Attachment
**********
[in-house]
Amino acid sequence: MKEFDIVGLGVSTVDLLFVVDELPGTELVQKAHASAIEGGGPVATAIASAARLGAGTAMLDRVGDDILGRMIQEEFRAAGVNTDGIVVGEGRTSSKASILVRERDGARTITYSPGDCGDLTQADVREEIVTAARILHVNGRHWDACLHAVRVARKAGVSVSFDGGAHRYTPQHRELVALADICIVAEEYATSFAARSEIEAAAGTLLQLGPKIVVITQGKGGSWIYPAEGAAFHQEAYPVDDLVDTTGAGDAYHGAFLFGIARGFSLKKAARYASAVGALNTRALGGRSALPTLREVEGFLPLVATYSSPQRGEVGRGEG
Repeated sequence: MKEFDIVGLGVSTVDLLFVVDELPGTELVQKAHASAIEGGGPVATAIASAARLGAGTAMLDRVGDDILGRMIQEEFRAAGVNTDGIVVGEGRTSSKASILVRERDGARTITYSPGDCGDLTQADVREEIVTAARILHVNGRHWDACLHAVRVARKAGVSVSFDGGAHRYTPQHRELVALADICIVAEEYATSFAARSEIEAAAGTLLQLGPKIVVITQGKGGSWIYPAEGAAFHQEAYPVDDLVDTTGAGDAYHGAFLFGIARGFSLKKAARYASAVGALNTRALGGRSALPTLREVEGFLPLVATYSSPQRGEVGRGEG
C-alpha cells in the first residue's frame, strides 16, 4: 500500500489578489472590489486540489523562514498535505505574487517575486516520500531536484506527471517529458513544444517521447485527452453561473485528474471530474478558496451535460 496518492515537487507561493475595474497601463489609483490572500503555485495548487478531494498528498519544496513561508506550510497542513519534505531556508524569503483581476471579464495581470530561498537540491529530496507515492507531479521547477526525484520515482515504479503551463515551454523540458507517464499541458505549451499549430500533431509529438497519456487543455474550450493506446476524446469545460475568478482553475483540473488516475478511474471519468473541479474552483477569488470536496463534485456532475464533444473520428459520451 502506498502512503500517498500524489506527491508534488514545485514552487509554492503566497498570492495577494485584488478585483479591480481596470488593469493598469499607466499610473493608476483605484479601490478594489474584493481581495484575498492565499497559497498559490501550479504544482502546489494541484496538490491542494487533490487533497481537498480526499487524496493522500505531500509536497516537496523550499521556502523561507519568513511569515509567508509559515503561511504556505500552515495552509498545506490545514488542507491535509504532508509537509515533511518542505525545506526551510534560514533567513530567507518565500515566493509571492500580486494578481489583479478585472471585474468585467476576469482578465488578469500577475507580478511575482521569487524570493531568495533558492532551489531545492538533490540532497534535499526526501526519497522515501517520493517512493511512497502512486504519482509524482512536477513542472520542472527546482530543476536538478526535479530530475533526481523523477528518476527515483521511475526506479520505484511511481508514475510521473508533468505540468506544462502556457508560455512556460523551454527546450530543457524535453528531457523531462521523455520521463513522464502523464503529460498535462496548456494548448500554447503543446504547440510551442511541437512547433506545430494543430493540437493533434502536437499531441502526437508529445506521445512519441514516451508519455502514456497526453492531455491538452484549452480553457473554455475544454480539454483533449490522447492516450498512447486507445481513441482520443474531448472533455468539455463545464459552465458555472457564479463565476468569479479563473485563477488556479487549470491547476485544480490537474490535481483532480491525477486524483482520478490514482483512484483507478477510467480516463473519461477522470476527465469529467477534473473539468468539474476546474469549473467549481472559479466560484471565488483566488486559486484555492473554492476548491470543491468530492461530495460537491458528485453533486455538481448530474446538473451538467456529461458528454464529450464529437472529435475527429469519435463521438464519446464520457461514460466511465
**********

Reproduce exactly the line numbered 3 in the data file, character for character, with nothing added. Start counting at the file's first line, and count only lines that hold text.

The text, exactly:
Repeated sequence: MKEFDIVGLGVSTVDLLFVVDELPGTELVQKAHASAIEGGGPVATAIASAARLGAGTAMLDRVGDDILGRMIQEEFRAAGVNTDGIVVGEGRTSSKASILVRERDGARTITYSPGDCGDLTQADVREEIVTAARILHVNGRHWDACLHAVRVARKAGVSVSFDGGAHRYTPQHRELVALADICIVAEEYATSFAARSEIEAAAGTLLQLGPKIVVITQGKGGSWIYPAEGAAFHQEAYPVDDLVDTTGAGDAYHGAFLFGIARGFSLKKAARYASAVGALNTRALGGRSALPTLREVEGFLPLVATYSSPQRGEVGRGEG